As this form of hacking does not involve entering the network via the Internet it goes undetected by firewalls. Due to it not involving the use of any form of malware to access your network the hacker will also not be picked up by anti-virus software. They are just ‘logging on’ to your Wi-Fi like any other device in your home so they will appear, and be treated by your network, like just another device.
There is only one way to prevent an unwanted physical intruder on your network, and that is device blocking.
Going back to our airport analogy, if a firewall is the departures’ security then a device blocker is the fencing and surveillance surrounding the entire airport that alerts the security staff of any harmful persons or activities.
This is where devices like Fingbox come in! In a similar way to a surveillance system, Fingbox watches over your network and alerts you when a new device has accessed it. It then gives you the opportunity to block that potential hacker from having access to your network. You can do this on a temporary basis whilst you figure out if the device is actually one of your own, or you can do it permanently so the device can never physically access to your network again. Fingbox also allows you to name and store your IoT on your network so you can easily identify an unrecognised device.
*For you real IT experts out there wondering how this blocking feature works; Fingbox leverages low level (data-link layer) network programming and packet injections to make sure the device is unable to reach not only the Internet but also other local network devices.*
The Benefits of Fingbox Over Firewalls
In opposition to firewalls, Fingbox provides network security features in a more physical sense. As well as intruder alerts and device blocking, Fingbox also sends you alerts on the status of your devices, gives you visibility on the Wi-Fi enabled devices near your home and checks the ports of your devices for risks of being hacked.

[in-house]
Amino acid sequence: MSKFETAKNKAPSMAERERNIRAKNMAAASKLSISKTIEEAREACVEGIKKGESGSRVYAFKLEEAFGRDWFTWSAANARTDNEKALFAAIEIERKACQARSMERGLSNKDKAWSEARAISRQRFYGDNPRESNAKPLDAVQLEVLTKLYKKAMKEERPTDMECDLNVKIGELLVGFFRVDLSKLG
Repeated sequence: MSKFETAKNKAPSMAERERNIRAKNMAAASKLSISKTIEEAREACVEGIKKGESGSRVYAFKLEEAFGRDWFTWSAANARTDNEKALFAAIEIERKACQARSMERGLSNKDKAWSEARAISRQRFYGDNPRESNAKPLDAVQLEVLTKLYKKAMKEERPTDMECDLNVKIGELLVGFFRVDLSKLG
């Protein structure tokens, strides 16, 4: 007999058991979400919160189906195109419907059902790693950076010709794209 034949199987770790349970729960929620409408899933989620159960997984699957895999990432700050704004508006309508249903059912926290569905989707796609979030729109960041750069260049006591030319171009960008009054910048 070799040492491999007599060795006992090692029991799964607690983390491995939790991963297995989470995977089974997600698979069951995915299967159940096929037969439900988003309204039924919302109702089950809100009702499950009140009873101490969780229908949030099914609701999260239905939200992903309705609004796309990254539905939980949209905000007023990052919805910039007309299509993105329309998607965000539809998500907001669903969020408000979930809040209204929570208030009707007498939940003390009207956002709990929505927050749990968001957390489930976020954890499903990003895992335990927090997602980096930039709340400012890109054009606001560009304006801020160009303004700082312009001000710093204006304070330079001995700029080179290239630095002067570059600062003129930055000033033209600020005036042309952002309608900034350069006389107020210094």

Unlike firewalls, Fingbox also does not re-route all your network traffic through it for packet scanning, and so it will not lead to the data queues that slow down your connection. Fingbox actually comes with many Wi-Fi troubleshooting features that help you achieve better network performance, such as Bandwidth Hog Identification, Wi-Fi Sweet Spot Finder and Speed Checks.
The final major difference between Fingbox and a smart firewall device is the cost. The majority of smart firewall devices have an expensive purchase price and then ongoing subscription fees. Fingbox’s network security tools though are available at the affordable one-off cost of $79.
However, with cybercrime on the rise, and Wi-Fi eavesdropping a rapidly growing method of stealing data, homeowners can no longer afford to ignore the vulnerabilities of their network to physical hacking.
Knowing who and what is on your network is the first step to both understanding and securing it.
Block unwanted intruders to your network with our home network security and Wi-Fi troubleshooting toolkit, Fingbox!